Social media can be used for or against the public good. Anti-vaccine activists are flooding social platforms with unsupportable statements which, while not accurate, reinforce others' views and get shared by the community.
“Going up against the anti-vaccine movement is a thankless task for a number of reasons. For one, the goalpost is moving,” said Dr. Peter Hotez, director of the Texas Children’s Hospital Center for Vaccine Development and dean of the school of tropical medicine at Baylor College of Medicine.
“So if you can explain why MMR (measles, mumps and rubella) vaccine doesn’t cause autism, they’ll turn around and say well it must be thimerosal in vaccines. If you debunk this, then they’ll say ‘well we are spacing vaccines too close together’ and if you debunk that and then it’s aluminum in vaccines,” he added.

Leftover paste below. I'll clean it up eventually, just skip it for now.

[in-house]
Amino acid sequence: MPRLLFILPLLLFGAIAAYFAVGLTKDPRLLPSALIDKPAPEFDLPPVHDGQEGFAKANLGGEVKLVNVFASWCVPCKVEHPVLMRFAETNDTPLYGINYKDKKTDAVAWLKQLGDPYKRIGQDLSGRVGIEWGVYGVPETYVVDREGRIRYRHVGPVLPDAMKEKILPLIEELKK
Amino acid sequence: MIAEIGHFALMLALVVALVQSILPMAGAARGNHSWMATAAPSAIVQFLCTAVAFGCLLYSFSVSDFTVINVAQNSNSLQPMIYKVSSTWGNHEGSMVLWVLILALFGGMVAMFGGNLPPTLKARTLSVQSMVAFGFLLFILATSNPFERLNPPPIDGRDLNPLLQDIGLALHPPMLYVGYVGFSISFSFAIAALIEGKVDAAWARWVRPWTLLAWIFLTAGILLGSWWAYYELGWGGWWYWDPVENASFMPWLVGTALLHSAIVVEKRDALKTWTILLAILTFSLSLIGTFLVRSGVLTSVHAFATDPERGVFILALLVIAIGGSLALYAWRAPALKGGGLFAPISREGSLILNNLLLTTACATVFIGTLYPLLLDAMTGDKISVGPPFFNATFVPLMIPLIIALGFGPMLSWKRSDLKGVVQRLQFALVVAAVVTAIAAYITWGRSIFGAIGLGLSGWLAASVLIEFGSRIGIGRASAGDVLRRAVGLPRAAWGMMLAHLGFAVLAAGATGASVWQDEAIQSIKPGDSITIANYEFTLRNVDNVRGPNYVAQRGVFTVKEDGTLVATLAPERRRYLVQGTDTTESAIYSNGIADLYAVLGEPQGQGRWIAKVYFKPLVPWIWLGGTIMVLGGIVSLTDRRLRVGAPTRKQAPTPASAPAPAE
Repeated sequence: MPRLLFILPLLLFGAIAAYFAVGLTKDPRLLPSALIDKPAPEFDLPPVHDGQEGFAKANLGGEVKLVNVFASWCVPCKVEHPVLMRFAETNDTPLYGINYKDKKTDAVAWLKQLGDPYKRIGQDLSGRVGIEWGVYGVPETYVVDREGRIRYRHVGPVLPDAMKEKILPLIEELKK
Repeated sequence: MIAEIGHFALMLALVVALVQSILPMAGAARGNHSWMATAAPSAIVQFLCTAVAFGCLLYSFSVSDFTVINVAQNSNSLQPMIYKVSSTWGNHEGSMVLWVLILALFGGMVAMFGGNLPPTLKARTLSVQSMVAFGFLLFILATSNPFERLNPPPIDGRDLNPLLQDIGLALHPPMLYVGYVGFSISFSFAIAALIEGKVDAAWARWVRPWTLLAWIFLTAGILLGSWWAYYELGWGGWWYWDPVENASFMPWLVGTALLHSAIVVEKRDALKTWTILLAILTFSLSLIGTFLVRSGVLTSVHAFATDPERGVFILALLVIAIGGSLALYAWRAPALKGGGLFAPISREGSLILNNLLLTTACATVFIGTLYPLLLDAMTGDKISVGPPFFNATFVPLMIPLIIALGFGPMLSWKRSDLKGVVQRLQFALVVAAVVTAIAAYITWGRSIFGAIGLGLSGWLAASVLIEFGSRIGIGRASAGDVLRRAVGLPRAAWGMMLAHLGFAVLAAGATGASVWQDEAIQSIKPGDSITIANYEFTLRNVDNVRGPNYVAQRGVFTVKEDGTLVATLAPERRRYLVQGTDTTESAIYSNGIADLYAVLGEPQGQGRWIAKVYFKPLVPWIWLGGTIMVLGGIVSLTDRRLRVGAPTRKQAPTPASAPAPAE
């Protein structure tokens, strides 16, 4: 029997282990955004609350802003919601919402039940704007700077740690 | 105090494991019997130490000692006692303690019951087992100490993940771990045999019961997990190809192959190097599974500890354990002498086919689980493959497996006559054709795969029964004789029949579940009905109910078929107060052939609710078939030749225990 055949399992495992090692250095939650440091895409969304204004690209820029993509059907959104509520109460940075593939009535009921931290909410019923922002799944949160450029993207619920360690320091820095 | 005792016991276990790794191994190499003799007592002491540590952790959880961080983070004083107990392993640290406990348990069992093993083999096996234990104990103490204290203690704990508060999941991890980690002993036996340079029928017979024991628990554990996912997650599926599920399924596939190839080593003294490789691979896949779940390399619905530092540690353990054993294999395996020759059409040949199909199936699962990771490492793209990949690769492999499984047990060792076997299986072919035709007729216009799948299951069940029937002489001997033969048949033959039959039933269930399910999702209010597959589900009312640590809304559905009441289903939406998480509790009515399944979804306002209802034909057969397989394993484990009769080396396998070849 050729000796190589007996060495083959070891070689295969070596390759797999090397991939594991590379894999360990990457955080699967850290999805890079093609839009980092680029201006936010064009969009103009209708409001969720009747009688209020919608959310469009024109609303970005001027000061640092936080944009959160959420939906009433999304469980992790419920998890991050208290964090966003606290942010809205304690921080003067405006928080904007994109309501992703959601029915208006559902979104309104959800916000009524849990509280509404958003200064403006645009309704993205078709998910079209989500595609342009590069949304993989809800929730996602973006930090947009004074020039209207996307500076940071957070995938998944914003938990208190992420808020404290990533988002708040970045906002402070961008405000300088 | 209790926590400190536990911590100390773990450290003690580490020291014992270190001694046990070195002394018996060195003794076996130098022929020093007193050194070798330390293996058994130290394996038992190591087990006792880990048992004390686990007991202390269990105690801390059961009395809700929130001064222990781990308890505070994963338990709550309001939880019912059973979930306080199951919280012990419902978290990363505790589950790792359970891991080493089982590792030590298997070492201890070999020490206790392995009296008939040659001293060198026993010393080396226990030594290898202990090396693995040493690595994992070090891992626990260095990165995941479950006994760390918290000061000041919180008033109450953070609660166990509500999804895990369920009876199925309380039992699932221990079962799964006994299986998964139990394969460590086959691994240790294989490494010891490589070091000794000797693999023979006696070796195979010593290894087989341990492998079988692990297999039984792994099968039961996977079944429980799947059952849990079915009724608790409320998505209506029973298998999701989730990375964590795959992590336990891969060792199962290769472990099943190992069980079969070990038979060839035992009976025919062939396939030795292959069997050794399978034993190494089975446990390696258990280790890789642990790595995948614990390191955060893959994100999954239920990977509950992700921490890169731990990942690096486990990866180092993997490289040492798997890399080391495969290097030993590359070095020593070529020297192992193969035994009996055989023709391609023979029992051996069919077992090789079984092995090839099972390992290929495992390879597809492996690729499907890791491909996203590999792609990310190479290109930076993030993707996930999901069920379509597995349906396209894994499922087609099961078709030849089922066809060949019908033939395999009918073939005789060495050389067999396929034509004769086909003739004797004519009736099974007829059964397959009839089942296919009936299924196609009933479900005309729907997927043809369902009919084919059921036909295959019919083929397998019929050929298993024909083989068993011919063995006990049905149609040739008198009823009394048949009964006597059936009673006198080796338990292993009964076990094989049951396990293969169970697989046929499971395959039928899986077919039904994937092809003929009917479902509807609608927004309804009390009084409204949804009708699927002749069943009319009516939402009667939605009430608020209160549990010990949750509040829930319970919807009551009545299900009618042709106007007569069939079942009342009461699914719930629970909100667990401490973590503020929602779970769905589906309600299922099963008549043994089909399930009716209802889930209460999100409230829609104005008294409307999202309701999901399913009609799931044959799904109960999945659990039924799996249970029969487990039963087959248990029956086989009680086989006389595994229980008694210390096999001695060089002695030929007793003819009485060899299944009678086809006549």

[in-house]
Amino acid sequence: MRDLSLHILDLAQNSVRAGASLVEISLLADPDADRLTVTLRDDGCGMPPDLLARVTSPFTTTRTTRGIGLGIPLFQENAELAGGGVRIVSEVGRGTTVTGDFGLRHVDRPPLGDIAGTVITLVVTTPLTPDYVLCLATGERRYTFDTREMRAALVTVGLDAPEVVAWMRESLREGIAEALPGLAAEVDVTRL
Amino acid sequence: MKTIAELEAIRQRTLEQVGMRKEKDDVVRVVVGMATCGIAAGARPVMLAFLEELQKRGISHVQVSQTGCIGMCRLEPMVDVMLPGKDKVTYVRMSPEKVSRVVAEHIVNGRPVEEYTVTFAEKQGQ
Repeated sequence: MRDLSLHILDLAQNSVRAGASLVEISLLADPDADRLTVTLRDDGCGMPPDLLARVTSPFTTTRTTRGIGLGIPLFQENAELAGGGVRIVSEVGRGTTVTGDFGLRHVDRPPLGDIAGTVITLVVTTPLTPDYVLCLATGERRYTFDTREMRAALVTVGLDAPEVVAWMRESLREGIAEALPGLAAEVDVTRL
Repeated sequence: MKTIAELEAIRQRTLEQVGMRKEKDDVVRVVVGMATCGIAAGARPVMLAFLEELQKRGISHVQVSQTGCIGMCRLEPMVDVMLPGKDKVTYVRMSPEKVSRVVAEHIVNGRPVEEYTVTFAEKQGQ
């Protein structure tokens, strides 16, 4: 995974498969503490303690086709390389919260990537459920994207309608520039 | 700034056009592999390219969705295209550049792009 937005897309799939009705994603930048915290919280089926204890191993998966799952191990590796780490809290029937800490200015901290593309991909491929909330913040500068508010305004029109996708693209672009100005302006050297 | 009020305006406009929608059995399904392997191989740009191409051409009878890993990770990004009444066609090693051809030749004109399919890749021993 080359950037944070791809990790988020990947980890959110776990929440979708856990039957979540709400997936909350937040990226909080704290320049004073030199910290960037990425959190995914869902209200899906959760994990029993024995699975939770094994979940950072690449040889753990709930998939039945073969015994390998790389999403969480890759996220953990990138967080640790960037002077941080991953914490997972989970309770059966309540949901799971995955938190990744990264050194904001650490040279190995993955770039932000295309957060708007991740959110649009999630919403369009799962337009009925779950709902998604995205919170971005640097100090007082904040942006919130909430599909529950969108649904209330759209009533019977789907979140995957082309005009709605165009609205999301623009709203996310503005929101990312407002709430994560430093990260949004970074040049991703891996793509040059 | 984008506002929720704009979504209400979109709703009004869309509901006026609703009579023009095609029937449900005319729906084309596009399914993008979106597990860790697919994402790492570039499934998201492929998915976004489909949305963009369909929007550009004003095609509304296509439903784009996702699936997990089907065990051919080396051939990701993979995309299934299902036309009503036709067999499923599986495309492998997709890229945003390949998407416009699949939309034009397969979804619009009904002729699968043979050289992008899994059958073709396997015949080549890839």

“I call it the global health whack-a-mole.”
One pediatrician, Dr. Eve Switzer, says that it is important to counter the false claims:
“So if we ignore these anti-vaccine people with all of the nonsense that they are putting on social media, I really feel like that it gives them a greater voice. I think more pediatricians should be involved in putting stuff out on social media to counter the misleading and just blatantly false information that they use.”
Unfortunately, thoughtful dialog is difficult when one group insists on using unscientific arguments so this issue will likely continue rather than abate.
Source: NBC News